Title: Sleepy Hollow
Director: Tim Burton
Writers: based on the classic story by Washington Irving. Written by: Kevin Yagher and Andrew Kevin Walker
Starring: Johnny Depp, Christina Ricci, Miranda Richardson, Michael Gambon, Casper Van Dien, Christopher Lee, Jeffrey Jones, Richard Griffiths, Ian McDiarmid, Michael Gough, Christopher Walken, Marc Pickering, Lisa Marie, and more.


Tim Burton’s 1999 retelling of the classic ghost story by Washing Irving is a delight. It’s a film with a dual nature; it’s often as darkly amusing as grim and horrific. It’s a story that involves nearly every ingredient you would expect in a good Halloween; witchcraft and spells, ghosts, supernatural creatures, and horrible death.

Burton is right at home here, creating a gloomy 18th-century small town in upstate New York that serves as the setting for mystery and supernatural adventure involving lots of severed heads, a conspiracy of men, and a brave constable in a tale of bloody revenge. The film’s primary setting, the small rural town of Sleepy Hollow, is perpetually overcast and gloomy; the sun never shines here, and it isn’t always readily apparent whether it’s day or night.

The film’s all-star cast is remarkable and does a stellar job as persons of interest in this movie that, at the outset,  is strongly reminiscent of an Agatha Christie mystery. The camera lovingly examines their faces, each displaying varying degrees of guilt as a lineup of the usual suspects in the horrific crimes that are taking place.

Christopher Walken is perfect as the Hessian Horseman, the specter that is committing the series of murders. Described as a man in war because of his love for the carnage, he is like a demon in his visage. His appearance is fierce and frightening, with his teeth filed to fanglike points and behave more like a beast than a man in his savagery. Likewise, Miranda Richardson is genuinely sinister as the evil Lady Van Tassel.

Depp is amusing as the detective is determined to get everyone on board with the new scientific way of doing things. Butron supplies him with an array of unique tools and gadgets designed to help him do his job, including an absurd pair of glasses that sometimes fastens to his face. He plays the role without any exaggerated eccentricities or personal traits to define his character, which is a good thing. Although Crane tends to faint and, on the surface, seems timid, he proves himself intelligent and even heroic after a fashion, and he remains dogged in his investigation and searches for the facts, which he eventually roots out.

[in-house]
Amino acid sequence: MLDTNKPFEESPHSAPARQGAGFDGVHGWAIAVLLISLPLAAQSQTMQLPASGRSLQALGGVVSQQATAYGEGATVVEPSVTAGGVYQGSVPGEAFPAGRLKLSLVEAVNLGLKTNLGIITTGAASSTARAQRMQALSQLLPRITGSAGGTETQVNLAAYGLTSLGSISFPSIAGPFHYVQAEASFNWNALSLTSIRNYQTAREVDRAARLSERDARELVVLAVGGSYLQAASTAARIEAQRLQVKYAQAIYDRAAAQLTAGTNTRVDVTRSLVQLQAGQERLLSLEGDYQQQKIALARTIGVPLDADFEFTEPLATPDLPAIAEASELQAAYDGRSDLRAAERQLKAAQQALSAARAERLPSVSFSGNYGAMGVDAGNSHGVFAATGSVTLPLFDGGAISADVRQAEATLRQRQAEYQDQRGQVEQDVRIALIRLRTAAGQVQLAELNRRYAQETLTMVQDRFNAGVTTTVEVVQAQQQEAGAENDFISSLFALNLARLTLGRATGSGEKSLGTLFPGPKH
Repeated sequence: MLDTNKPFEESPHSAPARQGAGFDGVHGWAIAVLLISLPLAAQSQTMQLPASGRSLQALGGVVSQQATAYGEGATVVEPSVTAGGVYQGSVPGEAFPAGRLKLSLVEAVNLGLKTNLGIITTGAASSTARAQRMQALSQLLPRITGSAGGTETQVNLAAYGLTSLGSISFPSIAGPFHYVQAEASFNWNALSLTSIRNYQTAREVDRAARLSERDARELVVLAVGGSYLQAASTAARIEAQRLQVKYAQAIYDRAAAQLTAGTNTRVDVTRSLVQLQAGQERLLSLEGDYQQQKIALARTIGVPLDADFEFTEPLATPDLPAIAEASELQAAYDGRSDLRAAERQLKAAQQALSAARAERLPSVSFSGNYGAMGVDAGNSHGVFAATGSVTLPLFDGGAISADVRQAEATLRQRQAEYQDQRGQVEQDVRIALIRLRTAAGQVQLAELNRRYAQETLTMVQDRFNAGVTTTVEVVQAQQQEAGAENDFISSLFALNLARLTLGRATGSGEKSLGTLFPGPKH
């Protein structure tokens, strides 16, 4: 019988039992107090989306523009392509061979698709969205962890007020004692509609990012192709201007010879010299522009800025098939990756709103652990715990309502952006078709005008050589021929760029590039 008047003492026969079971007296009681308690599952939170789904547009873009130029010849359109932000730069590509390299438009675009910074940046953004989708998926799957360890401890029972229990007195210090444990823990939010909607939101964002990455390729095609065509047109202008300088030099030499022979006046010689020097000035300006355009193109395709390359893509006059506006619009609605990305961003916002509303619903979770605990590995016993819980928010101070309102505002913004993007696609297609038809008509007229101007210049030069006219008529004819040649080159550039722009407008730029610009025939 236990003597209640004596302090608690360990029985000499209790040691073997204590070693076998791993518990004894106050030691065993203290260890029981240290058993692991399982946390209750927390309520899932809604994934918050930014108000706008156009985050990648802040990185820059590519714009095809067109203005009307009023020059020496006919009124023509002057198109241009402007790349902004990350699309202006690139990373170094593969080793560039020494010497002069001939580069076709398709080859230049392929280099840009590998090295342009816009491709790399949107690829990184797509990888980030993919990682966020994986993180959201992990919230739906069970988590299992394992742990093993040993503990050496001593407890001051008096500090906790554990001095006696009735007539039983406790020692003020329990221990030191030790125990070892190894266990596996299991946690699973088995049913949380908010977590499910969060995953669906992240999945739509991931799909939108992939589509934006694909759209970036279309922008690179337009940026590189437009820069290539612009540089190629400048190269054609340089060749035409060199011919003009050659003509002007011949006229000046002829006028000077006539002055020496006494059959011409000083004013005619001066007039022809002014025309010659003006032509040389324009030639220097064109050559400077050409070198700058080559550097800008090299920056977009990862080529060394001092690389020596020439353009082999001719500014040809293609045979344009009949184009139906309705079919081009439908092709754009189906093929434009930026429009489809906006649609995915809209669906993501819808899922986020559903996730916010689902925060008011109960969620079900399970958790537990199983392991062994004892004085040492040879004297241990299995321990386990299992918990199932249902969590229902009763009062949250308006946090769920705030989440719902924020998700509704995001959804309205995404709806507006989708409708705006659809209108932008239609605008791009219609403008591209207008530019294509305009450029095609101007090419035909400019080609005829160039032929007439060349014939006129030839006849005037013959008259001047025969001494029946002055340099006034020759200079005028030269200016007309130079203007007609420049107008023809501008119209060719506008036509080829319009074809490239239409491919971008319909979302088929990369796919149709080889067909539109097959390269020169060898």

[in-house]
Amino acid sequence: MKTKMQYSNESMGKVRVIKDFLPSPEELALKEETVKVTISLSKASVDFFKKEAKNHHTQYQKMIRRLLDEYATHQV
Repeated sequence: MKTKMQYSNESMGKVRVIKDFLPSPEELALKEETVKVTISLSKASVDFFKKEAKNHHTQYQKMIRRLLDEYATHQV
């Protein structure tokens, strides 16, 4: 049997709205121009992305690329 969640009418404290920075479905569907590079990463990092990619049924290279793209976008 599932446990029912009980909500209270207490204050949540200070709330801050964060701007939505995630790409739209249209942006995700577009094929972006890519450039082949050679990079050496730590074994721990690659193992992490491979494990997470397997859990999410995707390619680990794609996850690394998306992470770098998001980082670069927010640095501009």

Crane arrives during a local celebration and makes a friend in the form of a young woman, Katarina Van Tassel. Another murder occurs soon after he enters the town, and afterward, he finds he has acquired a new manservant in the form of the victim’s newly orphaned son known as Young Macbeth. These allies prove to be an invaluable resource, and when the film ends, they join him when he returns to New York City. He has acquired a family during his journey

Crane eventually discovers the reality of the case is not something that fits into any readily available scientific explanation but is, in truth, something genuinely supernatural and manages to deal with it as such. It’s a heck of a ride along the way and a visual feast worth watching again. Happy Halloween!



Our Score

By Craig Suide

A genuine (OCD) enthusiast of Sci-FI and fantasy. Addicted to stories. a life-long fan of movies, TV, and pop culture in general. Purchased first comic book at age five, and never stopped. Began reading a lot early on, and discovered ancient mythology, and began reading science fiction around the same time. Made first attempts at writing genre fiction around age 12 Freelance writer for Sci-Fi Nerd (Facebook), retired professional gourmet chef. ex-musician, and illustrator

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